If you are a senior citizen in Singapore or have a physical disability, you can swipe your ID pass at traffic lights pedestrian crossings and they will stay green longer for on the next change (suitably cheesy video here). It is simple yet thoughtful innovations like this that are typical of the country’s attitude towards transport. Two out of every three trips are made using public transport (compared to around one in every four in most Australian cities), rail systems are tightly integrated with shopping, service and lifestyle facilities and fares are among the most affordable in the world while the transit network operates at a healthy profit despite receiving no government subsidy. Singapore introduced the world’s first vehicle congestion tax in the 1970s of the kind later adopted in many European cities. It built the world’s first totally automated, driverless subway system and operates the world’s longest single fully underground subway line at 35km.
This has all occurred since 1988 when the country’s first urban rail system opened for use. Meanwhile, the last new train line in Melbourne was built in 1985 and Sydney is still waiting for its second airport which was ‘fast-tracked’ in 1989.
Meaningful comparisons however are not easy, even if flippant ones are fun. The policymaking environment that makes such everyday miracles possible is a result of Singapore’s survivalist necessity more than it is the beneficence of surplus and abundance.
All decisions in Singapore are seen through a frame of land scarcity. There is simply not enough space to put roads everywhere, or for everyone to own a car. Besides, as the country’s transport master plan observes:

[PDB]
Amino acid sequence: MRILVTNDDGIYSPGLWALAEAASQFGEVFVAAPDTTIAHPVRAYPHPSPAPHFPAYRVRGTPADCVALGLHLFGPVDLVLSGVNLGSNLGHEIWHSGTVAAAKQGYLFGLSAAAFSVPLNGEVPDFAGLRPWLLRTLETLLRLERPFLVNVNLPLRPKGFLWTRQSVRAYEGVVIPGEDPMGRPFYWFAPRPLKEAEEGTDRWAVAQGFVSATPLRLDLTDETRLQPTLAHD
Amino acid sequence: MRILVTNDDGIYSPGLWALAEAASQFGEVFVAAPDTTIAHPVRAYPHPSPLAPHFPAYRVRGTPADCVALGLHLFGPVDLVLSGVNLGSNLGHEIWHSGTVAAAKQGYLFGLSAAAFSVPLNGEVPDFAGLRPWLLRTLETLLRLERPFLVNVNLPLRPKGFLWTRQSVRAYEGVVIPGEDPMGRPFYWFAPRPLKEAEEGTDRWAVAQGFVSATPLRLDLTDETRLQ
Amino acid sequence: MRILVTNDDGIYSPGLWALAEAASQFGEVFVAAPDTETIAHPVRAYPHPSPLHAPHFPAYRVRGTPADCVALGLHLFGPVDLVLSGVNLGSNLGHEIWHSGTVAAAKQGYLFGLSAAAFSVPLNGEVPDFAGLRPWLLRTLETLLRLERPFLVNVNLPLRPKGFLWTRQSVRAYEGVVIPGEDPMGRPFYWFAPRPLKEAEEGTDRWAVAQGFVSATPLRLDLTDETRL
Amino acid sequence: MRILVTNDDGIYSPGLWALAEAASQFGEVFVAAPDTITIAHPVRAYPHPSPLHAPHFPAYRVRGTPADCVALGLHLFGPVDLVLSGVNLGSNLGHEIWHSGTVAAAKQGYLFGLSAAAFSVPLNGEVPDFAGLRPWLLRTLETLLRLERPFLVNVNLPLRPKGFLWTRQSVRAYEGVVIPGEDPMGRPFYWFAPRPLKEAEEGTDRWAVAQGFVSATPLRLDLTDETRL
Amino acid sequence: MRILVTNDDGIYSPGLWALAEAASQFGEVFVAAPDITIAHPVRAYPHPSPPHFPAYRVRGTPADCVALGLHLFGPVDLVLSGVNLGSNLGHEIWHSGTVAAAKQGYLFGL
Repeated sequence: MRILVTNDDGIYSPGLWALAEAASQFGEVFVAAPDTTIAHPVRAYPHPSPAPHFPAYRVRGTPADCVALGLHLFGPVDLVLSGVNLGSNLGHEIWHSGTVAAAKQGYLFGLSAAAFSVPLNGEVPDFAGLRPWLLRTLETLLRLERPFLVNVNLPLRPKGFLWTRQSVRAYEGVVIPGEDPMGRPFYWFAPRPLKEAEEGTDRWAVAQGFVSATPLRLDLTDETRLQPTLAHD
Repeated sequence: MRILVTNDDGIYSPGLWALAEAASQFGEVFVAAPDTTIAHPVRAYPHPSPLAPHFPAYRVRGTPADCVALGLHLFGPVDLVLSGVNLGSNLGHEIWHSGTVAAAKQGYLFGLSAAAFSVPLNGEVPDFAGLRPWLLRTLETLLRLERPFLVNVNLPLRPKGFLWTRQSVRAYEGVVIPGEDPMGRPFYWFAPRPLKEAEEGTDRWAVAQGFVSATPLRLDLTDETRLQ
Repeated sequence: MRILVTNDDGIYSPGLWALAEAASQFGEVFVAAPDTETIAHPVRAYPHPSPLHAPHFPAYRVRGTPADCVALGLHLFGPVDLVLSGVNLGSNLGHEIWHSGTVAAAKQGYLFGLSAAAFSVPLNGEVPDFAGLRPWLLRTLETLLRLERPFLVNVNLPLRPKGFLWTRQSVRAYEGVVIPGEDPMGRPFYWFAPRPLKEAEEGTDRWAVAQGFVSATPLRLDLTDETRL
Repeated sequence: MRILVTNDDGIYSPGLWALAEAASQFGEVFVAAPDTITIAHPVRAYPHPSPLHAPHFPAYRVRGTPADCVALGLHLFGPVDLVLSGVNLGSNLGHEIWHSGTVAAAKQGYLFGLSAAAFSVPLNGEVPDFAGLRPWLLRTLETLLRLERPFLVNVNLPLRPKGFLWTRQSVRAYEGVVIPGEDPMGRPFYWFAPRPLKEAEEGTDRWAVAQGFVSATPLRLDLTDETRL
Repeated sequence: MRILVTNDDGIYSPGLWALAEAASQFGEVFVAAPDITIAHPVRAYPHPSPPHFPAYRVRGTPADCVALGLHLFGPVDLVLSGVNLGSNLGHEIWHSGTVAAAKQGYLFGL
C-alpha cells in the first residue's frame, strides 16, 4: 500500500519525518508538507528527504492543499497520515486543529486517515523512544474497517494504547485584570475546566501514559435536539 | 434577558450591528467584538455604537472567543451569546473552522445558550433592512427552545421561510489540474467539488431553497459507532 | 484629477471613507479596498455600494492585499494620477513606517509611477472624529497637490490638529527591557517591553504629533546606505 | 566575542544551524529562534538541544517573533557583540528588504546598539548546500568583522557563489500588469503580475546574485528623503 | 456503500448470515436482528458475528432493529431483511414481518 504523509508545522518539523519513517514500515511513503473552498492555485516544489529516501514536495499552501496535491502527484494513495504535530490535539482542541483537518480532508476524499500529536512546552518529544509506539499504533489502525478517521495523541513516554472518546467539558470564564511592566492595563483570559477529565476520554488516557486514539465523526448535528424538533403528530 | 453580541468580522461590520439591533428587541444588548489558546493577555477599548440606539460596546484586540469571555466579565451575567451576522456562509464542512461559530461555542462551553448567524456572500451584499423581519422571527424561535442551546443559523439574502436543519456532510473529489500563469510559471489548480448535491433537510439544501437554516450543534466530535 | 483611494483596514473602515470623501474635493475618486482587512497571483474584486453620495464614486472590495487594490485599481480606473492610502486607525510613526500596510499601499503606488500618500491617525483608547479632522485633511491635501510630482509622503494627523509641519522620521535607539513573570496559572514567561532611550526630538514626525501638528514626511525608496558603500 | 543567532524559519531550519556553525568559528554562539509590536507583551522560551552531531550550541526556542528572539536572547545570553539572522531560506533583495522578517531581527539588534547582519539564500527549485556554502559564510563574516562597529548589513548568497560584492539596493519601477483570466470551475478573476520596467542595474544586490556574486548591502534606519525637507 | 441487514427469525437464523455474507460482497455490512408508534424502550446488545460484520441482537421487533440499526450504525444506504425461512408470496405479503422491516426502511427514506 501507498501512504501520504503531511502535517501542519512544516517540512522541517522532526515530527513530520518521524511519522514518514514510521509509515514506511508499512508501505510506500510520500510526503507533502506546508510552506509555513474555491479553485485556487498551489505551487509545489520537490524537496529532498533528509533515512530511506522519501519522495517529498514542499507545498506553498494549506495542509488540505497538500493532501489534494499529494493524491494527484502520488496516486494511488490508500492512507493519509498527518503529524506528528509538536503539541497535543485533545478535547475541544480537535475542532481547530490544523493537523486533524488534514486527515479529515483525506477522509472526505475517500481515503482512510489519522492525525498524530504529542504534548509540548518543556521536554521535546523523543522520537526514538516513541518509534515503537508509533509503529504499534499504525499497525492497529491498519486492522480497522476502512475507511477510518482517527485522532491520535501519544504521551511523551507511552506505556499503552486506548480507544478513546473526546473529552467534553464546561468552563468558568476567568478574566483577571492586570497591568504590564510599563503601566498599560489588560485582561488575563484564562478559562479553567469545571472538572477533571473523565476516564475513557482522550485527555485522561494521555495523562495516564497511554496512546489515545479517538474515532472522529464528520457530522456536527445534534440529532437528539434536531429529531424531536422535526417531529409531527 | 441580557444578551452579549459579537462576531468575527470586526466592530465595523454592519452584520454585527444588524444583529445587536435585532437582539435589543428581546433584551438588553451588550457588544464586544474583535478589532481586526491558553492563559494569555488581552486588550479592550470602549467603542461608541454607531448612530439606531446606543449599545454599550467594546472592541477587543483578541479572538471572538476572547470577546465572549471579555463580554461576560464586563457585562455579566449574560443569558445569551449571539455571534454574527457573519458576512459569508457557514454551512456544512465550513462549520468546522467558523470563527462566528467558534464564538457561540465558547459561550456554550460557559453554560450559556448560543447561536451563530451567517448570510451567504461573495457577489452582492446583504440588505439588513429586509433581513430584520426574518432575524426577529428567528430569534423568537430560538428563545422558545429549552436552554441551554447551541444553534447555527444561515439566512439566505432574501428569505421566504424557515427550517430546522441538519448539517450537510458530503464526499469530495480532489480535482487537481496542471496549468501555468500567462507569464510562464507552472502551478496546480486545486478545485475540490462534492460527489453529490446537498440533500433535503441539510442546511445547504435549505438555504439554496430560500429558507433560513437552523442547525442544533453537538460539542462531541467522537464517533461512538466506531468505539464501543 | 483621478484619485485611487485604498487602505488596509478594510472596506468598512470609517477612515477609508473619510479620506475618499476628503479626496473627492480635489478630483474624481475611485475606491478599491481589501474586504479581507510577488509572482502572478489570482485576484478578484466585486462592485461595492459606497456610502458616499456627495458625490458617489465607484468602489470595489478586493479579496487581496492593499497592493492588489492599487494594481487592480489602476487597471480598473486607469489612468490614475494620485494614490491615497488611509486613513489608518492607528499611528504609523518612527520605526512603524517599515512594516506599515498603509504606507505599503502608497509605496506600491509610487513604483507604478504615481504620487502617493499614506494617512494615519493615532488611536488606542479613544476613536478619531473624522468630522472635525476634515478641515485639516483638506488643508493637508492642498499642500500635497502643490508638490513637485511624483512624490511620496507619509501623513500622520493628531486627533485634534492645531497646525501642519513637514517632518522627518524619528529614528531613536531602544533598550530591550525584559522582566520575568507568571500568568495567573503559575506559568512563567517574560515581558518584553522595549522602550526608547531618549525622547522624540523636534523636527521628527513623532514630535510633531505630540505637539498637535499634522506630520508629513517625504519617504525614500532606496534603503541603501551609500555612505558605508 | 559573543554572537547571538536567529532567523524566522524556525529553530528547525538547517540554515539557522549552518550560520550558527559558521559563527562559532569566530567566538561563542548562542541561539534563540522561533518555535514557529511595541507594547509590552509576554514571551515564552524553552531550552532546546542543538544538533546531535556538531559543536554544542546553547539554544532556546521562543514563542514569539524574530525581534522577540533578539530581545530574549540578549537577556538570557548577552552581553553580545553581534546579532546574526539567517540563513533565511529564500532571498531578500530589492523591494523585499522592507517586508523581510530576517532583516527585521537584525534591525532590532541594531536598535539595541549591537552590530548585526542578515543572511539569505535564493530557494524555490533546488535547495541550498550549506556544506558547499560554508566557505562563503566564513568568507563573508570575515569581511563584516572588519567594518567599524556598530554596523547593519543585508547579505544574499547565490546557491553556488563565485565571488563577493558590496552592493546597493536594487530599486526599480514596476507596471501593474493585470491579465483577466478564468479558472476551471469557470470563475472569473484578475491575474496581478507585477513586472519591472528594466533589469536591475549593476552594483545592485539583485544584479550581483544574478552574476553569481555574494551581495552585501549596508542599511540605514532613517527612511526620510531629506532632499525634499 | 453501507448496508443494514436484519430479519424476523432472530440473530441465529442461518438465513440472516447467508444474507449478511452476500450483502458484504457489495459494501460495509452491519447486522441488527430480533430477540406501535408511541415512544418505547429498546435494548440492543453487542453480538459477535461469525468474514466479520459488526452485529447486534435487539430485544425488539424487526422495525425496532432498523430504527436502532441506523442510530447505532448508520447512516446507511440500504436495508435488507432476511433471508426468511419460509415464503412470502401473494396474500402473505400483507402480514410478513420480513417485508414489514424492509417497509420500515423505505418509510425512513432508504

Simply building more roads will not solve our transport problems in a sustainable way because the demand for road space is insatiable. The more roads we build, the more traffic will be generated. Hence, the projected increase in travel demand must be met largely by public transport rather than by the car.
This perspective has led to a unique take on car-ownership. The number of registered vehicles allowed in Singapore is capped, with a strict quota of new registrations allowed per year (0.5% growth – a few thousand vehicles). Every two weeks a portion of this quota is put up for public auction in the form of a Certificate of Entitlement which allows you to own a car for up to 10 years. These CoEs are in high demand and bidding usually fetches between $60,000–$80,000 (AUS$47–$63k). On top of that there is the aforementioned congestion pricing when driving into the city centre, the registration fees, parking and the cost of the car itself. In other words, it’s not cheap. Needless to say if you proposed anything like that in Australia you’d be laughed out of the room quicker than you could say ‘whole-of-government approach.’
As soon as you step outside, it’s hard to avoid the remit of the Land Transport Authority — the statutory agency that looks after everything to do with roads, public transport, taxis and land use. The LTA is where I am working as an intern for the next few months. Specifically, I am part of a small policy and planning group that conducts market research, produces internal publications and houses the new LTA Academy, built to start sharing (and showing off) all that Singapore has learned achieved in transportation over the years. The Academy hosts international visitors, publishes a bi-annual academic journal and operates an interactive exhibit called LTA gallery which showcases Singapore’s transport history to schools and the general public (it’s more exciting than it sounds, which admittedly is a fairly low bar).
It promises to be an interesting experience. One of the LTA’s latest innovations is a smartphone app with all the usual journey planner and real-time arrival stuff, but which also features a snap-and-send function. This can be used for letting the LTA know about facilities in need of repair, or to dob in people who graffiti vehicles or cars that park in bus bays and so on. It’s a brave new world. ◾